austere, lean, and unyielding

I love James Thurber and this cartoon of his has been one of my favourites since I first saw it in 1964. I memorized the caption at one point so that I could spontaneously utter those words when the occasion was right.


I have family in Bordeaux, France. Cousins of my mother, I think. To the best of my knowledge we never met and how, exactly, we are related I don’t completely know. They visited Montreal during Expo 67 and brought wine for everyone. By then I was gone.

 

Three years later I went home to see my folks. “There’s a bottle of wine for you.” Since giving up, due to imminent poisoning, my favourite wine (St Georges – $4.50 a gallon) I was not much of a wine drinker. This one, especially, I figured was probably an excellent wine so instead of just opening and drinking the stuff I thought I’d save it for a special occasion.

I went home and forgot the wine. Same thing happened the next couple of visits. By the time I got it back home to Vancouver it was five or six years old. I put it away for a special occasion. Since every moment of my life is filled to overflowing with wonder and excitement, special occasions are hard to come by. I basically forgot about the bottle and still have it. It’s exactly forty years old.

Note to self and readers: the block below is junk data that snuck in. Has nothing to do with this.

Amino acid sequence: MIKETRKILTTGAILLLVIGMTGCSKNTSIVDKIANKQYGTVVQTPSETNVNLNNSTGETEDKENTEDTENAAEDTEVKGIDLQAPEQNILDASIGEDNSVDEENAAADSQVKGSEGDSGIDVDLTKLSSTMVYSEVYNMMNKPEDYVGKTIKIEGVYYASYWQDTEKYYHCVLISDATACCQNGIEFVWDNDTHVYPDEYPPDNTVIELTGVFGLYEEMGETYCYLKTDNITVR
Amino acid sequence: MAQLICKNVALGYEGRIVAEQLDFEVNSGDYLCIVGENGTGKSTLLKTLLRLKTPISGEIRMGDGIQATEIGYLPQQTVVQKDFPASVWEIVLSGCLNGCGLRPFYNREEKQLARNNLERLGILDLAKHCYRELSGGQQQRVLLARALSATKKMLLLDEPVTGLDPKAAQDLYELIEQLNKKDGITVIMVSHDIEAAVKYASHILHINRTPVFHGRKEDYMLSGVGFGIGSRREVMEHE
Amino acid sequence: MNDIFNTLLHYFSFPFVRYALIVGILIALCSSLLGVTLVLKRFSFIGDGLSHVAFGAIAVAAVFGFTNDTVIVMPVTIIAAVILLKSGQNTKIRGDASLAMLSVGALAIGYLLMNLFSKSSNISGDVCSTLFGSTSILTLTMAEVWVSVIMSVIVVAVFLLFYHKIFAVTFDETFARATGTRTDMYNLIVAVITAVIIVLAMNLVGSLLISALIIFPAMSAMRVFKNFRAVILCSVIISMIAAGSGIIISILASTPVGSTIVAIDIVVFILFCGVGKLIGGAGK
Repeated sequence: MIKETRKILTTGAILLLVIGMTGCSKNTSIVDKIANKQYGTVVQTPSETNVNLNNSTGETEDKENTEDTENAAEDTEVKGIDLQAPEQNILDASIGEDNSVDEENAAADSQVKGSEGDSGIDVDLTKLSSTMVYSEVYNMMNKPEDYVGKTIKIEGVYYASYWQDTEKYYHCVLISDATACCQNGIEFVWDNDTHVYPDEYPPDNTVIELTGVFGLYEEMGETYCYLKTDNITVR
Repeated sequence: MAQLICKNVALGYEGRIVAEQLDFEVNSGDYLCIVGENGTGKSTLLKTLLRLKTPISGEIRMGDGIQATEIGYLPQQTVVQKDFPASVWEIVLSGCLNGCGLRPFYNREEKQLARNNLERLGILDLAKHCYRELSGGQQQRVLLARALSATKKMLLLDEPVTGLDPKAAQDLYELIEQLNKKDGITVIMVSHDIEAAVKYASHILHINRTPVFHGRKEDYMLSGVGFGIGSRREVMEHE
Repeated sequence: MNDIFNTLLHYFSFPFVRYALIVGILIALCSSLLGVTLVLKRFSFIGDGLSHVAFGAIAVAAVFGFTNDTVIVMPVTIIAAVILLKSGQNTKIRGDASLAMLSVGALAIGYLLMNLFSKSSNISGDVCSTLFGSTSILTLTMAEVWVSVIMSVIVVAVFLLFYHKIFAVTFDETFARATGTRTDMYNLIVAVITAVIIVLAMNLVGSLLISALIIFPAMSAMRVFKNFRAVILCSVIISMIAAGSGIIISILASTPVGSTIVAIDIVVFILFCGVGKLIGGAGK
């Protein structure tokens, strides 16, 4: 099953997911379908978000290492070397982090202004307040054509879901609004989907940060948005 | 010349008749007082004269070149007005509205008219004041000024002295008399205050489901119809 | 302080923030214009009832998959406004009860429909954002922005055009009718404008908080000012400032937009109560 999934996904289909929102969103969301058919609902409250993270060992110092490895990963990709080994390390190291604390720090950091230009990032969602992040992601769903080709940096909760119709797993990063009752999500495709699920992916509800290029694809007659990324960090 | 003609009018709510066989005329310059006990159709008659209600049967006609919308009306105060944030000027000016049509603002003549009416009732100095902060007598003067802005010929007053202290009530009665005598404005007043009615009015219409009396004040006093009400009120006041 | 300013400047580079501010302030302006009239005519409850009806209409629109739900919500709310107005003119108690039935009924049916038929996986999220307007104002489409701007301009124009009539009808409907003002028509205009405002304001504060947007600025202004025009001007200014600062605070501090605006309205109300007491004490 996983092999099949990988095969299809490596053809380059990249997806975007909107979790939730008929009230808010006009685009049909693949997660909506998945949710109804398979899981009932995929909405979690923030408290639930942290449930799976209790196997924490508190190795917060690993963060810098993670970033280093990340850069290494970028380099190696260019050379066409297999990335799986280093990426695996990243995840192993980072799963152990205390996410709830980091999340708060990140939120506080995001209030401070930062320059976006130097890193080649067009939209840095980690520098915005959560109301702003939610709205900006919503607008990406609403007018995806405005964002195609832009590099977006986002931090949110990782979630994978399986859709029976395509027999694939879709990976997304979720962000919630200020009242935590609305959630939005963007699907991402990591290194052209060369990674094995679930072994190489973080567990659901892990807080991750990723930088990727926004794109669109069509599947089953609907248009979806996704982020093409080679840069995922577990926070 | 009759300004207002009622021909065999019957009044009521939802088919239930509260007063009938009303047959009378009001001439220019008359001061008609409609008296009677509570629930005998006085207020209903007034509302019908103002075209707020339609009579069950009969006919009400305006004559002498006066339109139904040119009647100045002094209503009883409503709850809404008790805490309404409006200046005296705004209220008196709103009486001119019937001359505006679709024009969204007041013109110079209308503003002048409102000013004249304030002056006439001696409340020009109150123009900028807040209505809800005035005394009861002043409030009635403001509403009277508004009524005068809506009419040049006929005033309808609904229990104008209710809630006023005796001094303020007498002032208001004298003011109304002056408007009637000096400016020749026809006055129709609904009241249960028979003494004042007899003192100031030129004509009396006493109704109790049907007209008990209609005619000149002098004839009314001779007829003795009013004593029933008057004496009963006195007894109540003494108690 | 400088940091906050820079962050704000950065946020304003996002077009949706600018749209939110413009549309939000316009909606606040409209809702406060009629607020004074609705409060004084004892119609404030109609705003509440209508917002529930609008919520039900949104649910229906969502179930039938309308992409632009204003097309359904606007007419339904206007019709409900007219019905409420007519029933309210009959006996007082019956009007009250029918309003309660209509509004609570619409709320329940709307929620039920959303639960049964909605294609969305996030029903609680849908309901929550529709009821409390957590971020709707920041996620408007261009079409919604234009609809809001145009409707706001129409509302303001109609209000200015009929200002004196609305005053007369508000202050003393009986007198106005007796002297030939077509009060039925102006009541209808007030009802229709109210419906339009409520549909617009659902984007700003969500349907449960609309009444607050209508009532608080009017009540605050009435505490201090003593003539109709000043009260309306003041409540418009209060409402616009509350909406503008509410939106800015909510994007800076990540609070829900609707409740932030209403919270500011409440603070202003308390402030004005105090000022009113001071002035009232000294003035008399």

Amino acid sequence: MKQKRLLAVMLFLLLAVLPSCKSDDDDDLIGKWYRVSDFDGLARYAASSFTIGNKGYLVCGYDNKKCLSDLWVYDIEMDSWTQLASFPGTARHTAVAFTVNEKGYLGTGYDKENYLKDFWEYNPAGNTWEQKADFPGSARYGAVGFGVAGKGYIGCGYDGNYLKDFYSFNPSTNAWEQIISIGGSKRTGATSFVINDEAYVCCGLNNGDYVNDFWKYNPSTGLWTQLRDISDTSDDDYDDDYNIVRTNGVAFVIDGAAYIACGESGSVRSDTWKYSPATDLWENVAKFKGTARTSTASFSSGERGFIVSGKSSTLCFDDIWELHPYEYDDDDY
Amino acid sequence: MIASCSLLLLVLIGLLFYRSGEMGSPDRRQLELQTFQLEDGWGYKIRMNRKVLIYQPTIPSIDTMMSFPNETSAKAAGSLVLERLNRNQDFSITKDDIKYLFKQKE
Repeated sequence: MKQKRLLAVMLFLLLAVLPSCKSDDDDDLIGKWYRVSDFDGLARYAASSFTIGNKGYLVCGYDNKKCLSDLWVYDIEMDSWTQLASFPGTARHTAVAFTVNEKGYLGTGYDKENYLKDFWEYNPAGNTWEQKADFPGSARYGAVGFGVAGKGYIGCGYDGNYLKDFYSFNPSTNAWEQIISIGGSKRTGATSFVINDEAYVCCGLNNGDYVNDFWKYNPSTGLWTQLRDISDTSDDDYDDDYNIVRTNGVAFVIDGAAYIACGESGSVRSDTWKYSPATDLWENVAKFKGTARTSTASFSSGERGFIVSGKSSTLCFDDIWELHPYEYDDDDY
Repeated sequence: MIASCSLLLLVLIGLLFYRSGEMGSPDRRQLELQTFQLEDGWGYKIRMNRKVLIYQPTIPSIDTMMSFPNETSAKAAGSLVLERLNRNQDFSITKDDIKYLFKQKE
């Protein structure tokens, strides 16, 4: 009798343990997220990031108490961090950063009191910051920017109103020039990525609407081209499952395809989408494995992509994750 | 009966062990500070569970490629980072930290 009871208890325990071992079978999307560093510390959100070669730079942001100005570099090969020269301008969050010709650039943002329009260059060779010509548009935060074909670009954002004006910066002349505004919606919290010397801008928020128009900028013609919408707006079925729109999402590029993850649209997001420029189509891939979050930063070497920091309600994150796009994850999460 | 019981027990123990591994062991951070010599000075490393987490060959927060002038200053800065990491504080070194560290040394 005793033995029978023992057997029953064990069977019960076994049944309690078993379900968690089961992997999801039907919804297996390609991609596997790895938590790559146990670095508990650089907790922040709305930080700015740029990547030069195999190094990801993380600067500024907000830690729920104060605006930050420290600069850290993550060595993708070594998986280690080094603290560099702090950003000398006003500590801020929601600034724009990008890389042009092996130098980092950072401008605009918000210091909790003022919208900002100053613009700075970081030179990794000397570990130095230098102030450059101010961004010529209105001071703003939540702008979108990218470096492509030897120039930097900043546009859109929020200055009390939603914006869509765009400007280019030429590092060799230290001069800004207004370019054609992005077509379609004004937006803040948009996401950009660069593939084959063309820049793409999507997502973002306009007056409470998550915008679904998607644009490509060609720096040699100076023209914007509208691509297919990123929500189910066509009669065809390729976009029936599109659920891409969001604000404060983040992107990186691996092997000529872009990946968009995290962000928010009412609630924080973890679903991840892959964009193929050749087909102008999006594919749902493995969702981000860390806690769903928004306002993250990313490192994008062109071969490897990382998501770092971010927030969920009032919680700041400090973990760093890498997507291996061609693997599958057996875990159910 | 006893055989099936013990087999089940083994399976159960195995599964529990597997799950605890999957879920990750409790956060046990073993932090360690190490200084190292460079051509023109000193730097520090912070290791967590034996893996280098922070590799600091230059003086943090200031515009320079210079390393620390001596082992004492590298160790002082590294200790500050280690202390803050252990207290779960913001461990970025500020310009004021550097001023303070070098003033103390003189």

I remember reading about a bottle of Château Lafite auctioned for ten grand. It was almost a hundred years old and no one knew if it was, by then, great wine or lousy vinegar. More recently, a double magnum of 1865 Château Lafite sold for $111,625 at Sotheby’s.

My Bordeaux is a 1966 Château Balanger. I thought I might sell it. Every attempt I’ve made to learn anything at all about this wine has turned up nothing, and that includes engaging my favourite sommelier and bartender, Liis Todd, in detective work. Nothing. It’s obviously much rarer than that Lafite so, therefore, worth more, right?

Robert M. Parker, Jr. is the foremost authority in the universe on wine. Among his books is the revered, 1,000 page classic, Bordeaux, which, by the way, despite being the ultimate, comprehensive, and exhaustive work on the subject, contains no reference whatsoever to my Château Balanger.

I wrote Parker a letter.

Today, this reply arrived:

Dear Brian,

In reply to your e-mail of August 18th, I’m sorry, but Mr. Parker has no knowledge of the 1966 Chateau Balanger. All we can tell you is that 1966 was considered to be a very good vintage overall in Bordeaux, but Mr. Parker does not feel the wines have aged as well as initially anticipated. Some notable 1966s do still exist, but many wines have lost their fruit and are now austere, lean, and unyielding. I guess you’ll only know how your bottle has aged by opening it and trying it. Good luck.


Liis

One comment »

One Response to “austere, lean, and unyielding”

  1. bumppo

    Great story! I will consult with my wino friends.


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